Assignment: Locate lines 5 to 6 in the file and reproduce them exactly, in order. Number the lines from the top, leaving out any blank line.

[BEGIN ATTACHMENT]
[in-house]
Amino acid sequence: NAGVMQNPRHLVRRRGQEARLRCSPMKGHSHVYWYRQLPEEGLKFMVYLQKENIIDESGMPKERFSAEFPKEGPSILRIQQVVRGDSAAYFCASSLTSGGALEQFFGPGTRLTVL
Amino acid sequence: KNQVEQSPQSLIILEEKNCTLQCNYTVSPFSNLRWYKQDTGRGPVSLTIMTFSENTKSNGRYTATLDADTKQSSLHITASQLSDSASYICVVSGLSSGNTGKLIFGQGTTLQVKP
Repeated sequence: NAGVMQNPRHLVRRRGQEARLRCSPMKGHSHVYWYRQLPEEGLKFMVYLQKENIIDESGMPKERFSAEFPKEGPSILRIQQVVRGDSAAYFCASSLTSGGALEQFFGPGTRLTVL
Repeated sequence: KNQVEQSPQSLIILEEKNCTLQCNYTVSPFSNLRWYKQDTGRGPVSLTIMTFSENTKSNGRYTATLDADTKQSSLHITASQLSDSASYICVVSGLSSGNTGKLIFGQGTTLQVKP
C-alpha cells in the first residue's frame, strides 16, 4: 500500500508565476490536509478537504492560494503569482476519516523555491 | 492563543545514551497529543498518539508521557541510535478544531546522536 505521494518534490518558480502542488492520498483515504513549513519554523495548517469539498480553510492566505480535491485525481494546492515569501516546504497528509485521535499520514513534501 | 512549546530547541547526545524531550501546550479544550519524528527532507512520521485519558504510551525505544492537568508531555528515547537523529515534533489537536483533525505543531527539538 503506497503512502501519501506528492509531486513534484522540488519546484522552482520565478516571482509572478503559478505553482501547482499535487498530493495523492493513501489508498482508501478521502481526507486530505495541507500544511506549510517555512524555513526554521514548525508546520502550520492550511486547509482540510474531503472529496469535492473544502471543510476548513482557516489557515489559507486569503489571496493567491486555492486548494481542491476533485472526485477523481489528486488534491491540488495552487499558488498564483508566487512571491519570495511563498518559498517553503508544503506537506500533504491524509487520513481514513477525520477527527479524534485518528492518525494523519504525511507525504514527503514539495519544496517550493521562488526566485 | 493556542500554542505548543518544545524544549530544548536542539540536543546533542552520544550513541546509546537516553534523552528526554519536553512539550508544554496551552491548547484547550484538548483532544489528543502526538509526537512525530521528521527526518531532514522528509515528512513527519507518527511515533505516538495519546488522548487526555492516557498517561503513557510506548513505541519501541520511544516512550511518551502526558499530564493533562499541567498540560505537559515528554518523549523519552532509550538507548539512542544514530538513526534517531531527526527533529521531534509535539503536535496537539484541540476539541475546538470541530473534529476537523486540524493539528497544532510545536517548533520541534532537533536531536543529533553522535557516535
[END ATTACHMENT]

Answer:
Repeated sequence: KNQVEQSPQSLIILEEKNCTLQCNYTVSPFSNLRWYKQDTGRGPVSLTIMTFSENTKSNGRYTATLDADTKQSSLHITASQLSDSASYICVVSGLSSGNTGKLIFGQGTTLQVKP
C-alpha cells in the first residue's frame, strides 16, 4: 500500500508565476490536509478537504492560494503569482476519516523555491 | 492563543545514551497529543498518539508521557541510535478544531546522536 505521494518534490518558480502542488492520498483515504513549513519554523495548517469539498480553510492566505480535491485525481494546492515569501516546504497528509485521535499520514513534501 | 512549546530547541547526545524531550501546550479544550519524528527532507512520521485519558504510551525505544492537568508531555528515547537523529515534533489537536483533525505543531527539538 503506497503512502501519501506528492509531486513534484522540488519546484522552482520565478516571482509572478503559478505553482501547482499535487498530493495523492493513501489508498482508501478521502481526507486530505495541507500544511506549510517555512524555513526554521514548525508546520502550520492550511486547509482540510474531503472529496469535492473544502471543510476548513482557516489557515489559507486569503489571496493567491486555492486548494481542491476533485472526485477523481489528486488534491491540488495552487499558488498564483508566487512571491519570495511563498518559498517553503508544503506537506500533504491524509487520513481514513477525520477527527479524534485518528492518525494523519504525511507525504514527503514539495519544496517550493521562488526566485 | 493556542500554542505548543518544545524544549530544548536542539540536543546533542552520544550513541546509546537516553534523552528526554519536553512539550508544554496551552491548547484547550484538548483532544489528543502526538509526537512525530521528521527526518531532514522528509515528512513527519507518527511515533505516538495519546488522548487526555492516557498517561503513557510506548513505541519501541520511544516512550511518551502526558499530564493533562499541567498540560505537559515528554518523549523519552532509550538507548539512542544514530538513526534517531531527526527533529521531534509535539503536535496537539484541540476539541475546538470541530473534529476537523486540524493539528497544532510545536517548533520541534532537533536531536543529533553522535557516535